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Ghana’s debt-to-GDP ratio in 2016 was above 72%, not 57%

Claim: Ghana’s ex-President and the 2024 Presidential candidate of the opposition National Democratic Congress (NDC), John Dramani Mahama, says the debt-to-GDP ratio of the country was 57% when he left office in 2016, but it is now “over 100%” as of Feb. 6, 2024.

Verdict: This is false. Data from the International Monetary Fund (IMF), International Development Association (IDA), Ministry of Finance, and the Parliament of Ghana showed the West African country’s debt to Gross Domestic Product (GDP) was above 72% in 2016 and not 57%. Also, the Bank of Ghana revealed in Jan. 2024 that the country’s debt-to-GDP ratio, as of Sept. 2023, was 66.4%.  

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Former Ghanaian President John Dramani Mahama has defended his economic record between 2012 and 2016 as he campaigns to return to the country’s top job in 2024.

Speaking to a section of party supporters on Feb. 6, 2024, in Tamale in the Northern region of Ghana, the National Democratic Congress (NDC)’s flagbearer said he left office in 2016 when the country’s debt-to-GDP ratio was 57%.

“And let me put this to rest once and for all. They [government appointees] always talk about the mess John Mahama left us. The economic mess he left us. Let us go down a comparison lane. When I left office, the debt to GDP was 57%. Today [2024], the debt to GDP is more than 100%. 

“It means if you take all Ghana’s GDP and turn it into money, you will use it to pay all our debts, and you will still owe 3%. Our debt-to-GDP was 57%, and the optimum GDP for middle-income countries that are recommended by the IMF is 60%, so we were even under the recommended debt to GDP,” the ex-Ghanaian leader said in a video shared on his Facebook page, starting from minutes 0:00 to 0:57.

Data from the social media platform showed the video had been watched 3,530 times and received 63 comments, 669 likes, and 93 shares.


The Gross Domestic Product is a measure of the health of a country’s economy. According to the IMF, the GDP is the measure of the monetary value of final goods and services.

The debt to GDP ratio is a metric that compares a country’s public debt to what it produces. The higher the ratio, the more difficult it is for the country to grow its economy. The debt-to-GDP ratio helps determine whether a particular country can repay its debts.

If a country’s debt to GDP ratio exceeds 77%, it is most likely the country will face stunted growth in its economy, the World Bank has established.

Contrary to the claim made by Mr Mahama, data from the International Monetary Fund (IMF), International Development Association (IDA), and the Parliament of Ghana showed Ghana’s debt-to-GDP ratio was above 72% in 2016 and not 57%.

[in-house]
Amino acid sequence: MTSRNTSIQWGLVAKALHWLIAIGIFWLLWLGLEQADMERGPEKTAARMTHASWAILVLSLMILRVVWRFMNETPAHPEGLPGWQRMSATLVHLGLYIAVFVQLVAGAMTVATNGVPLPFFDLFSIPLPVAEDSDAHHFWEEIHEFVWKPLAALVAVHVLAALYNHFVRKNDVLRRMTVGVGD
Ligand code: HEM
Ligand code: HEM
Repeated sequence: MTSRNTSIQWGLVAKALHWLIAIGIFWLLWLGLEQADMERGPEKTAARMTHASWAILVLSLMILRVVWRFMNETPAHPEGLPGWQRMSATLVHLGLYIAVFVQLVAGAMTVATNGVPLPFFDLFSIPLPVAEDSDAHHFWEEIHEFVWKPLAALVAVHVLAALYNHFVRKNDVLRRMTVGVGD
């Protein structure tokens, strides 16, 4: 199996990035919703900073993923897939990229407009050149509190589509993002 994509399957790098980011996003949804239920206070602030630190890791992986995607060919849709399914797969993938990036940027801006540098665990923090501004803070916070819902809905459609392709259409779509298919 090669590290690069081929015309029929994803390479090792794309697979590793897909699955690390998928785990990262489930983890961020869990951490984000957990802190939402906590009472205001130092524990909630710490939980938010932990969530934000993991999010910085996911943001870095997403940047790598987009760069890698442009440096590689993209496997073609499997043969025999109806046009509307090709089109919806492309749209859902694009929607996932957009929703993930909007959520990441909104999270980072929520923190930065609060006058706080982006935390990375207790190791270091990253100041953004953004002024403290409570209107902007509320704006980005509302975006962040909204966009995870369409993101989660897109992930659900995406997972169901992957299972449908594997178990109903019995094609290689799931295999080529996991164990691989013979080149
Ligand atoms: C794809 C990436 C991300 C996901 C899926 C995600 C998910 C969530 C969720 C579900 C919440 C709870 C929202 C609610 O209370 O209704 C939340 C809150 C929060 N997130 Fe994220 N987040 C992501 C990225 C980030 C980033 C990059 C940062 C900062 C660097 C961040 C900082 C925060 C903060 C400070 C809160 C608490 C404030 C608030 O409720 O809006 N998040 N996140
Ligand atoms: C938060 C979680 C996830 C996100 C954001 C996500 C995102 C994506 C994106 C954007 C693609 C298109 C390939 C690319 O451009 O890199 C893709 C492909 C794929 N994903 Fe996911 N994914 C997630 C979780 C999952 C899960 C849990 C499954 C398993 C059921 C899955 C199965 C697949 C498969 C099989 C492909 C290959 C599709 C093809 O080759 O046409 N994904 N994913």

The IMF, on page 2 of its Staff Report for the 2017 Article IV Consultation published on Aug. 1, 2017, said:

“While [the] central government’s public and publicly guaranteed external debt has stabilised somewhat as a share of GDP, total public debt has increased by 1 percentage point to 73.9 percent of GDP in 2016, around 3.5 percentage points higher than projected in the previous DSA.” 

Also, in a report submitted by the Finance Committee of Ghana’s Parliament titled ‘Annual Debt Management Report for the 2016 Fiscal Year,’ the country’s legislature lamented the debt build-up by Mr Mahama’s government.

On page 2 of the report submitted on July 25, 2024,  the Finance Committee noted that:

“Following the implementation of the Highly Indebted Poor Country (HIPC) initiative, which culminated in successfully reaching the completion point in 2006, Ghana significantly reduced her debt burden to about 26% of Gross Domestic Product (GDP).

Since then, the country has witnessed a significant build-up of debt, reaching 72.5% of GDP in 2016.”

Further checks with the country’s Finance Ministry showed the debt-to-GDP ratio in 2016 was 72.5% and not 57%.

On page 6 of his report to Ghana’s Parliament in 2017, the Finance Minister, Ken Ofori-Atta, told the lawmakers:

“As a percentage of GDP, the debt stock ratio increased from 72.2 per cent in 2015 to 72.5 per cent of GDP in 2016.”

In their article published in the International Journal of Innovative Research and Development published on Oct. 2018, the researchers said on page 201, that:

“In 2016, Ghana’s debt to GDP was about 73.4%.In real terms, Ghana’s total debt stock at the end of 2016 was GH¢122.6 billion. Ghana’s total GDP in 2016 amounted to about GH¢167.32 billion (US$42.69 billion).”

On page 8 of its Summary of Economic and Financial Data published in Jan. 2024, the Bank of Ghana revealed that the country’s debt-to-GDP ratio as of Sept. 2023 was 66.4%. The data from the central bank was a repeat of the figure it quoted for the Summary of Economic and Financial Data released in Nov. 2023.

A screenshot of the Summary of Macroeconomic and Financial Data published by the Bank of Ghana in Jan. 2024

However, Statista has shown Ghana’s debt-to-GDP in 2023 was 84.91%, which is 1.19% higher than the figure projected by the IMF in Jan. 2024. The Bretton Woods institution, in its 2023 Article IV Consultation Report on Ghana, launched a debt-to-GDP ratio of 86.1% for the country in 2023.


Reviewing the data published by the International Monetary Fund (IMF), International Development Association (IDA), Ministry of Finance, and the Parliament of Ghana, it is untrue that the West African country’s debt to GDP ratio in 2016 was 57%. The sources have disclosed that it was above 72%.

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